This month’s Endo Newsletter topic: Supine vs Upright Position for Inferior Alveolar Nerve Block
Pivotal for successful treatment, profound anesthesia prior to endodontic therapy is not always easy to achieve, especially in the lower molar area. To improve the likelihood of success, various approaches have been proposed, such as using solutions with or without vasoconstrictors, increased volume or increased concentration of the anesthetic solution, buffered anesthetic solutions, and Gow-Gates and Akinosi-Vazarani injection techniques. Studies have suggested that having the patient maintain an upright or semi-upright position after administering the inferior alveolar nerve block (IANB) increases its success, because the anesthetic solution diffuses down along the ramus and is therefore more likely to hit the target.
To explore the effect of patient position on IANB success, Crowley et al from The Ohio State University recruited 110 healthy adults (55 women, 55 men; age range, 20–36 years) for a crossover-design study. Participants received 2 IANB injections of 2% lidocaine with 1:100,000 epinephrine at least 2 weeks apart, 1 while seated upright and the other while in a supine position. Researchers randomly decided whether the patient was to be seated upright or in a supine position during the first injection, making each participant his or her own control.
A total of 3.2 mL of the anesthetic solution was injected by a computer-controlled local anesthetic device over a period of 1 minute and 52 seconds.
All patients were repeatedly asked whether they felt profound lip numbness after the injections; if numbness was not achieved within 15 minutes, the block was considered unsuccessful. After each injection, the first and second molars, premolars, central and lateral incisors, and a contralateral canine (as a control) were stimulated with an electric pulp tester (EPT) in 4-minute cycles for 60 minutes. Success was defined as the patient maxing out on the EPT without feeling the stimuli for 2 consecutive times and sustaining the numbness for 60 minutes.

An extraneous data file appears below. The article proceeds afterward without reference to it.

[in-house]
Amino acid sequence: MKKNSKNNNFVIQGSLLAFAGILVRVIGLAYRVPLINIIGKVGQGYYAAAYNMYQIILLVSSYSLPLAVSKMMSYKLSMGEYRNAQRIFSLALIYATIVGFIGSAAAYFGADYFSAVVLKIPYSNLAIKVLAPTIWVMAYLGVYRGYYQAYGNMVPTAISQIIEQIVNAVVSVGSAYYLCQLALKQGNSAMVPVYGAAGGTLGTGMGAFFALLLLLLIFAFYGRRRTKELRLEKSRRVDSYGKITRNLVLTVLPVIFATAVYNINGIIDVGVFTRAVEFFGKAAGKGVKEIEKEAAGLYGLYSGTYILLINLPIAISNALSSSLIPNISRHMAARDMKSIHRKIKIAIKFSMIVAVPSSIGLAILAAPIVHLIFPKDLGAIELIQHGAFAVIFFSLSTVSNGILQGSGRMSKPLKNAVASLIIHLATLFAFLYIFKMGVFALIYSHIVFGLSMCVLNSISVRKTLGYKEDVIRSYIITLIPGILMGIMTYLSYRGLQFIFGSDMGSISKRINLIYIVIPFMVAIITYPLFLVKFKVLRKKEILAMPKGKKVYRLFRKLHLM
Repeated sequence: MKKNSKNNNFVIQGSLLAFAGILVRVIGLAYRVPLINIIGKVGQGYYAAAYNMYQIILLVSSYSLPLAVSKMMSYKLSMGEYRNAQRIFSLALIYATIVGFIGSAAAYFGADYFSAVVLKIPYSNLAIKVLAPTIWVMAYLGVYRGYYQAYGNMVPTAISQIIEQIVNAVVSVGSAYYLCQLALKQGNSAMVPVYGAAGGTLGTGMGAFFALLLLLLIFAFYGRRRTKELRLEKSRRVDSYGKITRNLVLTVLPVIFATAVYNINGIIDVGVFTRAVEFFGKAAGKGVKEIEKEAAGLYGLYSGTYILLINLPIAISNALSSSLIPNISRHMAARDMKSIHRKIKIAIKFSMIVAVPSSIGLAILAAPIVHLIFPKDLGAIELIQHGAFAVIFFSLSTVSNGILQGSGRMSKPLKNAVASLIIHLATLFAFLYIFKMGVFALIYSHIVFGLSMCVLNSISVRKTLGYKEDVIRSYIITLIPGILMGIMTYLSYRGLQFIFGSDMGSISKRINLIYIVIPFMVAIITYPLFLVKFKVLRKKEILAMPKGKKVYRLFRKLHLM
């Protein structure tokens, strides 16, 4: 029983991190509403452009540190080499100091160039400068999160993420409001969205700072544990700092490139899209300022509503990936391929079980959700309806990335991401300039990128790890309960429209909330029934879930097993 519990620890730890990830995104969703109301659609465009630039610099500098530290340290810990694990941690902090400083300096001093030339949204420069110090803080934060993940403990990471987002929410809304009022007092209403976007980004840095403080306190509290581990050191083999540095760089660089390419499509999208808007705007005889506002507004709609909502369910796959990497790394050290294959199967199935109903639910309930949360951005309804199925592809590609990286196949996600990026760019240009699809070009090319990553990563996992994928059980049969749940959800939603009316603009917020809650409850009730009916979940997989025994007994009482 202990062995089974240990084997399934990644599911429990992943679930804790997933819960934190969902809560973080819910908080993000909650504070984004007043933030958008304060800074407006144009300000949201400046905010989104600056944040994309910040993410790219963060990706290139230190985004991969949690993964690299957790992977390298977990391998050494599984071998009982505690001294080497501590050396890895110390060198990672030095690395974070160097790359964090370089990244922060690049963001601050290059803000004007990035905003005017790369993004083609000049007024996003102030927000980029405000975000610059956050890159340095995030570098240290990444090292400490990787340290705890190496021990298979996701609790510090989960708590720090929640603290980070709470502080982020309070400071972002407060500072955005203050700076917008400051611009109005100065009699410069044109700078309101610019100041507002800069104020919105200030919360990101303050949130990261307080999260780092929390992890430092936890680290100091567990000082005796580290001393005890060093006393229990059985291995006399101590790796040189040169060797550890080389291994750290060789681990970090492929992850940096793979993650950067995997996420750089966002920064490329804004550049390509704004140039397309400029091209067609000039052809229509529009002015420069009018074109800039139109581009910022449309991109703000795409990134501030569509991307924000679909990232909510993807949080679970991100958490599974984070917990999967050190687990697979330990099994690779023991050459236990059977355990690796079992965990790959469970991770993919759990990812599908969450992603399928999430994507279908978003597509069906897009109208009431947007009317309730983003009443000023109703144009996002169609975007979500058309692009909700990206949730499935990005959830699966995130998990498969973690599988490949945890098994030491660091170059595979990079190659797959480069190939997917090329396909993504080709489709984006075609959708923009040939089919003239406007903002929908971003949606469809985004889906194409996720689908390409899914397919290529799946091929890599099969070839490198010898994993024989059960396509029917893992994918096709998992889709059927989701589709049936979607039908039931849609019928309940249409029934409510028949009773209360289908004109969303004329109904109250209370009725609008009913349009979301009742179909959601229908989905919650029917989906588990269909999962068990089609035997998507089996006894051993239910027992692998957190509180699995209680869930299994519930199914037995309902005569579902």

The authors found no statistical difference between the 2 positions in achieving profound anesthesia for the molars and incisors, but the supine position significantly improved success for both premolars. There were wide differences in the success rates for the anesthesia: The second molars had a 65% to 73% success rate, but the central incisors had only an 8% to 11% success rate. Most importantly, neither position for IANB administration consistently provided complete pulpal anesthesia.
This study found that the patient’s position is not critical to achieving profound IANB. It remains important to assess the patient’s level of anesthesia prior to initiating therapy and, if numbness has not been achieved, then supplementary injections such as periodontal ligament or long buccal should be tried.
Crowley C, Drum M, Reader A, et al. Anesthetic efficacy of supine and upright positions for the inferior alveolar nerve block: a prospective, randomized study. J Endod 2017;doi:10.1016/j.joen.2017.09.014.